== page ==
Not too much later in the dialogue the idea that there is a law of nature beyond the will of the stronger, of the dominant class, or of public opinion comes under attack. Cicero assigns this Academic task to a character named Philus. It is for him and all present an unwelcome but necessary task of testing and thus making the best argument that can be made against the seeming assumption that there is a justice grounded in the nature of things. The second passage in the Documents (Republic 3.18–19) provides an indication of the kind of argument Philus makes, which emphasizes both the variation in laws from nation to nation and time to time, and that even well-known philosophers seem to differ from common practice in interpreting a standard of justice like giving every person their due. Philus represents a set of arguments heard yet today against the idea of a natural justice and natural law, namely, that variations in “just” civil laws and customs and differing opinions even among leading thinkers constitute an indication that there exists no natural, common understanding of the right and the just.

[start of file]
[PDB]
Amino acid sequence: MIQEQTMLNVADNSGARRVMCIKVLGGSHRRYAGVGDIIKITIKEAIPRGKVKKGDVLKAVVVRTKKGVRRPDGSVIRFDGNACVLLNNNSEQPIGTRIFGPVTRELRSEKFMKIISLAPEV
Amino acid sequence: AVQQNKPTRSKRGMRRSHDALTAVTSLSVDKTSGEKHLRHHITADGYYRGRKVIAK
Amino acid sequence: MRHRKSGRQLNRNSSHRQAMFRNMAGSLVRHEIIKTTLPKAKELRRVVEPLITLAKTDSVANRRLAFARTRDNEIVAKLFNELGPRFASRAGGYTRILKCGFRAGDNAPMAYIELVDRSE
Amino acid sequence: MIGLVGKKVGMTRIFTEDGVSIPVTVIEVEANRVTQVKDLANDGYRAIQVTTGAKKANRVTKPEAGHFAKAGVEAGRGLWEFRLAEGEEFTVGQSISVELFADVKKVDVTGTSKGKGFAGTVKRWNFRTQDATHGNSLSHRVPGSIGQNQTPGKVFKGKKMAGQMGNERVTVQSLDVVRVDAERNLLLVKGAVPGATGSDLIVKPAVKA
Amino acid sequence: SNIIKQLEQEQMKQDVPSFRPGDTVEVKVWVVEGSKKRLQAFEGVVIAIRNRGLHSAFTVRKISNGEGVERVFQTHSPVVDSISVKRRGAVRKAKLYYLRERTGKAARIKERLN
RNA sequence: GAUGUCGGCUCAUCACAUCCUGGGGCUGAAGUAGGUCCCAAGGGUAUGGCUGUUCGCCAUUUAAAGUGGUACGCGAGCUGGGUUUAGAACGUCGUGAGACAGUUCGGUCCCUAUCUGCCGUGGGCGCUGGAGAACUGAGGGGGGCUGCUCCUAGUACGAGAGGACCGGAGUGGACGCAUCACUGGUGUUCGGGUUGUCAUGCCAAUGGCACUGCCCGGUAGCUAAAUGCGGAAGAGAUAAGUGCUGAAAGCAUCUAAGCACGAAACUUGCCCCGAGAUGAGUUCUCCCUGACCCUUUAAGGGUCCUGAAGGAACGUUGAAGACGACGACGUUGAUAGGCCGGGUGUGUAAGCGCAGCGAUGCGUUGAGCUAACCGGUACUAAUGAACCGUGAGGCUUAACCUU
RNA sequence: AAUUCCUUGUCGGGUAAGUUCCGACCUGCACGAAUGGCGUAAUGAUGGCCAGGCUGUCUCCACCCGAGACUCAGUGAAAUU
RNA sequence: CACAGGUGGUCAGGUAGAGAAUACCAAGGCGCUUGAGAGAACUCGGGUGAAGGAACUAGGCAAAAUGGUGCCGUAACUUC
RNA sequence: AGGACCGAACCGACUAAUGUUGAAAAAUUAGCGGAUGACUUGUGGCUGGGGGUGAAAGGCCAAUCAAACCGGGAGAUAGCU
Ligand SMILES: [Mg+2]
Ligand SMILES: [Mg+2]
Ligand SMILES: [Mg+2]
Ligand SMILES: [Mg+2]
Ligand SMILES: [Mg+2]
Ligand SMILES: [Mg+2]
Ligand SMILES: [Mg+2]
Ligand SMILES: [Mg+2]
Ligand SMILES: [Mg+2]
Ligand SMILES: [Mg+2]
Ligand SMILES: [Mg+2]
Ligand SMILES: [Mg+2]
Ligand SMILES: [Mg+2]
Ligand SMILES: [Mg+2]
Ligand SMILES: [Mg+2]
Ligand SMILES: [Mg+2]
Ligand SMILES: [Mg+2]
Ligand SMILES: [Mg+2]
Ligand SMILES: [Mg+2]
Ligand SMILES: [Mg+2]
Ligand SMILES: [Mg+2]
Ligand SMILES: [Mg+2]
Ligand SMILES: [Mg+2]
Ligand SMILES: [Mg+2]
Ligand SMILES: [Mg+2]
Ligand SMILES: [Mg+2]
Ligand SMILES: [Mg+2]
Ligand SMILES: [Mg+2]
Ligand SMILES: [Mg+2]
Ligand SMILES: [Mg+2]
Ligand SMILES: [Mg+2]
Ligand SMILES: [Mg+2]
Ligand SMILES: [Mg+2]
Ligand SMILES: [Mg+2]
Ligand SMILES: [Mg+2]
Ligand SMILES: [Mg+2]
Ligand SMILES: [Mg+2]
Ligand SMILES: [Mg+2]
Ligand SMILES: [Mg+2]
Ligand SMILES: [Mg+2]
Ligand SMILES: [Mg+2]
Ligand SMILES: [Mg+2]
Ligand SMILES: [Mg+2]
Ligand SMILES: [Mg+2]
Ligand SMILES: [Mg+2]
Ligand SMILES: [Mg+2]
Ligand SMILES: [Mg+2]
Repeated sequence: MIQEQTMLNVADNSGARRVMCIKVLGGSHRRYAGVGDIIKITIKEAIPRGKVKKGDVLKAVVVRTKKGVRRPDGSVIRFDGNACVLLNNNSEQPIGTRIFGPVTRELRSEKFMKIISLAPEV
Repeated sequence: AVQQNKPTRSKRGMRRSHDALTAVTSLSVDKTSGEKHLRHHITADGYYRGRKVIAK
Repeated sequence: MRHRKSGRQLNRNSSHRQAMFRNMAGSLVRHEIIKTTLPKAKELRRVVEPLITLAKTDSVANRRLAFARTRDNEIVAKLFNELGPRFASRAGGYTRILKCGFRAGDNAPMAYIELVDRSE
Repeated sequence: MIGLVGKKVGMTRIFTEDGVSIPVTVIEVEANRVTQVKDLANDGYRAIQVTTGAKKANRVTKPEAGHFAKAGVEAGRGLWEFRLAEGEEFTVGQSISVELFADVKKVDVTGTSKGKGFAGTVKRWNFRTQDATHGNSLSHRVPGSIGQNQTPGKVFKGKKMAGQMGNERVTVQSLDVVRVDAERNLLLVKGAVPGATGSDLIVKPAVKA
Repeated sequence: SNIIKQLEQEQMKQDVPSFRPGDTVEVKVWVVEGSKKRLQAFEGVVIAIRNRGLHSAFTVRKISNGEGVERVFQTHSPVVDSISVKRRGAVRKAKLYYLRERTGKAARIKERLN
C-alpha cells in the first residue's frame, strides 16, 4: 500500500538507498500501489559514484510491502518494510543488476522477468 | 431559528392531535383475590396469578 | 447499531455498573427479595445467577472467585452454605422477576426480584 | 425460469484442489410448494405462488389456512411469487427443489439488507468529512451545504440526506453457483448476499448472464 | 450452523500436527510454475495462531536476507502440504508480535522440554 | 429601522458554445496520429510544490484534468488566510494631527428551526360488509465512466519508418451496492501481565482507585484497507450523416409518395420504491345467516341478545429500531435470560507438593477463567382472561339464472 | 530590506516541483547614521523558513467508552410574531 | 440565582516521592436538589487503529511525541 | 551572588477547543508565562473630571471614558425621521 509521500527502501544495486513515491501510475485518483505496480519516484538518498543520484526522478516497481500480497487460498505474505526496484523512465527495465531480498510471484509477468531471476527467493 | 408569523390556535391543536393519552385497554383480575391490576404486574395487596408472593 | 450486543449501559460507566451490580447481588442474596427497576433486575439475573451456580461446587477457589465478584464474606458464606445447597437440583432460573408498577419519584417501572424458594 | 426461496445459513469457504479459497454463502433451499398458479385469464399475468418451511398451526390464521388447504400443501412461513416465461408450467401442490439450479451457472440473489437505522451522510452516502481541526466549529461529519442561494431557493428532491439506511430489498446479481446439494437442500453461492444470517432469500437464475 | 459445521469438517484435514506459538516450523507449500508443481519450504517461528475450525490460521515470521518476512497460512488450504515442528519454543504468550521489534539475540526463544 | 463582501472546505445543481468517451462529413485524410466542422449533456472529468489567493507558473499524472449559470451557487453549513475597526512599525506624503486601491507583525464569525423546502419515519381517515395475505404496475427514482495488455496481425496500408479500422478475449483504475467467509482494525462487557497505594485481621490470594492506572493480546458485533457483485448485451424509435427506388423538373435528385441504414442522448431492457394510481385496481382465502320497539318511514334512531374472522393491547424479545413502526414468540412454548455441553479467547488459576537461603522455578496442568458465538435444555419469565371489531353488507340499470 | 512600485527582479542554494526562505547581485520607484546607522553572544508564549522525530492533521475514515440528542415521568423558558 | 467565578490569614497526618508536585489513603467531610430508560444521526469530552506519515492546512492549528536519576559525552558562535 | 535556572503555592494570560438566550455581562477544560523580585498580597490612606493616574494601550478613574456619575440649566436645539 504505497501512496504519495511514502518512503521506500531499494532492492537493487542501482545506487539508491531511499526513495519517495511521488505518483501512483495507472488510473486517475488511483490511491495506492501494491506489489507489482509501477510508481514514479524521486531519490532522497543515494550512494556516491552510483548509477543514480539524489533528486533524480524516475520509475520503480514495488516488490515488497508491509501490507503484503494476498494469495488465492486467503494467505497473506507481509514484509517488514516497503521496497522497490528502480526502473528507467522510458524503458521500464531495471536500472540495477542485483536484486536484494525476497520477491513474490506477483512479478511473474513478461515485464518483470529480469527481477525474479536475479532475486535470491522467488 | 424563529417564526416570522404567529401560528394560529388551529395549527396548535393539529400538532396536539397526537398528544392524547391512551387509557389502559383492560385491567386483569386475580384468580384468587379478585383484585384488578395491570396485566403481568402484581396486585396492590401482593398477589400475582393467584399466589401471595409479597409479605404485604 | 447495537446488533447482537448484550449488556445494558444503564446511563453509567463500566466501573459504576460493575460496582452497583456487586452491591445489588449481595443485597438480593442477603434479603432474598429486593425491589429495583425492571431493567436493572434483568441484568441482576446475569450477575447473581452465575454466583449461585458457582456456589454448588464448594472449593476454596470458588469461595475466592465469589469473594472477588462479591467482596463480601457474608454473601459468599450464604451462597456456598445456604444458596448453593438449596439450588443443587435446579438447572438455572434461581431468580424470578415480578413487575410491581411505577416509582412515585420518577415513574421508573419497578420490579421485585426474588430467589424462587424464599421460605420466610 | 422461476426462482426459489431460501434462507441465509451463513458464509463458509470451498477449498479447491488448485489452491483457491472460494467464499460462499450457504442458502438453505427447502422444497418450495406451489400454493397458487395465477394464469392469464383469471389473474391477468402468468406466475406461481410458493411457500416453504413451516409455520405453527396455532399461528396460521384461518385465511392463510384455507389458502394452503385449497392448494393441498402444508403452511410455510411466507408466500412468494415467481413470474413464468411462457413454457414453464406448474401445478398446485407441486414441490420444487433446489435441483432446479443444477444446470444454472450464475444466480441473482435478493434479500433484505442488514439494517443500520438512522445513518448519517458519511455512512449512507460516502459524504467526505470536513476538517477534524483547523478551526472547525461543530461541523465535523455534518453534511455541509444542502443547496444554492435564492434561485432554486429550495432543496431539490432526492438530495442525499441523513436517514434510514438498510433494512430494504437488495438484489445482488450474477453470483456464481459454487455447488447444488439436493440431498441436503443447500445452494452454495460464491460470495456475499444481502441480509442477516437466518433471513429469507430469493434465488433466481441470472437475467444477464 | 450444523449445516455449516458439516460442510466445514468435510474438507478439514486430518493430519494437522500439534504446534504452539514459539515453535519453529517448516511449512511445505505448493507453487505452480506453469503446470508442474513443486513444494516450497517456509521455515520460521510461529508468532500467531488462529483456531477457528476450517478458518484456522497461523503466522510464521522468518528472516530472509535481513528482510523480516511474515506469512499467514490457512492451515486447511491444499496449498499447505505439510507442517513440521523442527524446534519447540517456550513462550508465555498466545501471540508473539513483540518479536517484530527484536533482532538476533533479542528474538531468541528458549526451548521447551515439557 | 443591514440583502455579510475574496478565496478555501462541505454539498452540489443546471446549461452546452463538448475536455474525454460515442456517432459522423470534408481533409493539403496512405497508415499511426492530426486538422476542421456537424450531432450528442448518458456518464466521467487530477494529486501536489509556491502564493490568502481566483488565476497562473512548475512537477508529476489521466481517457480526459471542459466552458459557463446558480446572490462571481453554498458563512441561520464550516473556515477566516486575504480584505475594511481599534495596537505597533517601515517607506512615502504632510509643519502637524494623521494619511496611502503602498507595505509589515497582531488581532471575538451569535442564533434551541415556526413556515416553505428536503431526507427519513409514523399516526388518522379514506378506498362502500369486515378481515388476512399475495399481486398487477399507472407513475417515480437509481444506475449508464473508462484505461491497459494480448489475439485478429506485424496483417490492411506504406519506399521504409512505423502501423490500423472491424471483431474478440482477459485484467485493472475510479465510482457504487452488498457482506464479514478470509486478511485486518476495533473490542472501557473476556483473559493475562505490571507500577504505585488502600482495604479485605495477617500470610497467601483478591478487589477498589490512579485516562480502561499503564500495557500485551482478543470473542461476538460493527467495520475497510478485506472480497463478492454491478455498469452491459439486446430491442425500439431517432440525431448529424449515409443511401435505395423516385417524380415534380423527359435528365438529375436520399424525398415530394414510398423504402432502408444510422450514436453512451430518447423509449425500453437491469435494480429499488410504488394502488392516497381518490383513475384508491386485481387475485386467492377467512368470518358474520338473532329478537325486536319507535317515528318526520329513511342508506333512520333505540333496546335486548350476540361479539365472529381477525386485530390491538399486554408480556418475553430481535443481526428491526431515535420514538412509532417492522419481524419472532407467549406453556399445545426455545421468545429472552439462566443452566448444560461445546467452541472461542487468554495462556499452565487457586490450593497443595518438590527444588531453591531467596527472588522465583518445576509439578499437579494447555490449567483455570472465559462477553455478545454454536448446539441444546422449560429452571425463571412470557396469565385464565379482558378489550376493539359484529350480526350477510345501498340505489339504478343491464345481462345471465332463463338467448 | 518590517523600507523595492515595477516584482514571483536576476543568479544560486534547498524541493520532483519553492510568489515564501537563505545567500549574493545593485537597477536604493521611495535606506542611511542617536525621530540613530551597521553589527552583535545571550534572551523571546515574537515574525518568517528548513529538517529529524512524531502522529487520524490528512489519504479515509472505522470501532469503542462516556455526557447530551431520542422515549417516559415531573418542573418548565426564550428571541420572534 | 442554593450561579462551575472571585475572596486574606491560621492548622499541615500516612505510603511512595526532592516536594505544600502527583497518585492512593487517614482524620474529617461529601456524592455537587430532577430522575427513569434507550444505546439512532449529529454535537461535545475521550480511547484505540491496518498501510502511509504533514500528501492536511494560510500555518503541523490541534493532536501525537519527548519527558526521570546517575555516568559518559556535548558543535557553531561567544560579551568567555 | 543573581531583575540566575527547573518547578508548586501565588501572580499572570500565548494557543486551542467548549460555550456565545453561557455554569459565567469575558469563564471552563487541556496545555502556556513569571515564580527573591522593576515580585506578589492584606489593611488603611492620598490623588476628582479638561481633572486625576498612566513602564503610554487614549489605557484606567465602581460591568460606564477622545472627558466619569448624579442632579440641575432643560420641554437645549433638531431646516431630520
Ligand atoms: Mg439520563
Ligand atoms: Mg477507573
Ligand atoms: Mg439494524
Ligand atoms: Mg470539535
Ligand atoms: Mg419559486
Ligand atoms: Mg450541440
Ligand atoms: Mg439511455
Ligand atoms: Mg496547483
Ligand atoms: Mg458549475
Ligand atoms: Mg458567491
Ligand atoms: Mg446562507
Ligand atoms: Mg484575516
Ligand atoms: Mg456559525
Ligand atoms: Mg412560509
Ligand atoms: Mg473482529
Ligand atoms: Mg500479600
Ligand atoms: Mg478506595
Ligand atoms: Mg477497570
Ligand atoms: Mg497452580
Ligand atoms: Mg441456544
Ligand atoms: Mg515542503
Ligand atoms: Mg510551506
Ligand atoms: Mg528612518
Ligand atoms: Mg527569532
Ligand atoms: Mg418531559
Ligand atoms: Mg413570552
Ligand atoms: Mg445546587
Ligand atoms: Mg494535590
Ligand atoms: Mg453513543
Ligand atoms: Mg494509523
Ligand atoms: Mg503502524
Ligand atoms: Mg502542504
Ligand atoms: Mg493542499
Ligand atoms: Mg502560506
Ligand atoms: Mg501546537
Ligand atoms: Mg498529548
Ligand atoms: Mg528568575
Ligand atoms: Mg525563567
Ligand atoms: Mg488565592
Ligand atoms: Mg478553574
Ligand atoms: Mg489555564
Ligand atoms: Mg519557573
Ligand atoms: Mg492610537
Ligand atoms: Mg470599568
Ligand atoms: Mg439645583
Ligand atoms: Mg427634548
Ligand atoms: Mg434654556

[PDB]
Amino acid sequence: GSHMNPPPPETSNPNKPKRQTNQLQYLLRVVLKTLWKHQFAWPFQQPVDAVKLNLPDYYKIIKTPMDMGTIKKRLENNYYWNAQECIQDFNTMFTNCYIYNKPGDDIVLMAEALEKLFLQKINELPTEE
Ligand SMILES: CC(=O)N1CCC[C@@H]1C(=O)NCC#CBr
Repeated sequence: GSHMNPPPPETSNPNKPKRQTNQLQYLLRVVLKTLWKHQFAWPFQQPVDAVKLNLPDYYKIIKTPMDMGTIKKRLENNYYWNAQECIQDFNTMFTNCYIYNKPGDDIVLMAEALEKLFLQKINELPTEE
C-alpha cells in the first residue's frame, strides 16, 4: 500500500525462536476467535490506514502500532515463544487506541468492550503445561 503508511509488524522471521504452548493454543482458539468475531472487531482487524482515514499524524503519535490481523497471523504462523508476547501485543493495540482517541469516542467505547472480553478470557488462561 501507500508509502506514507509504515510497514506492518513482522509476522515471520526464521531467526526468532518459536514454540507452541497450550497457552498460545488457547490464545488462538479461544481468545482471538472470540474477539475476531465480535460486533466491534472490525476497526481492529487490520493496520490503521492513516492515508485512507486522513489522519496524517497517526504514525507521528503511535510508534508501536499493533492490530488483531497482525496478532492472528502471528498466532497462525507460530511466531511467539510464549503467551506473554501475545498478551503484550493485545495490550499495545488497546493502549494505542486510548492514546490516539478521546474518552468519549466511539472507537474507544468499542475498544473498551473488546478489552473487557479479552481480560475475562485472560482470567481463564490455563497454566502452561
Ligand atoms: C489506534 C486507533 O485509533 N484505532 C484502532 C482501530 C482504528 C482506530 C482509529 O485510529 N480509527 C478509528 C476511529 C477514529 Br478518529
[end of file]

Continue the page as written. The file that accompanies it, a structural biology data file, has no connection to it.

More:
It is the “wise” Laelius to whom Cicero chiefly assigns the response to Philus, but most of it is lost to us or highly fragmented due to the condition of the manuscript. The heart of the response and the most frequently quoted passage of Cicero on natural law is the third passage in the Documents (Republic 3.33). It can appear to be raw assertion over against the kind of arguments Philus has made. However, what is notable in this eloquent statement is how powerfully its implications tell against the arguments of Philus. The concepts “true law” and “right reason” indicate that not every law is indeed a law, and not every reason, even if pronounced by a “philosopher,” would be a sound reason. Given what is said about “upright men” contrasted with “wicked men,” it is clear that one must be disposed in a certain way to heed the true law, and yet in cases of individual “wicked men” and even where customs and civil laws are generally at variance from right reason, seeds of this true law remain in all, never to be entirely obliterated.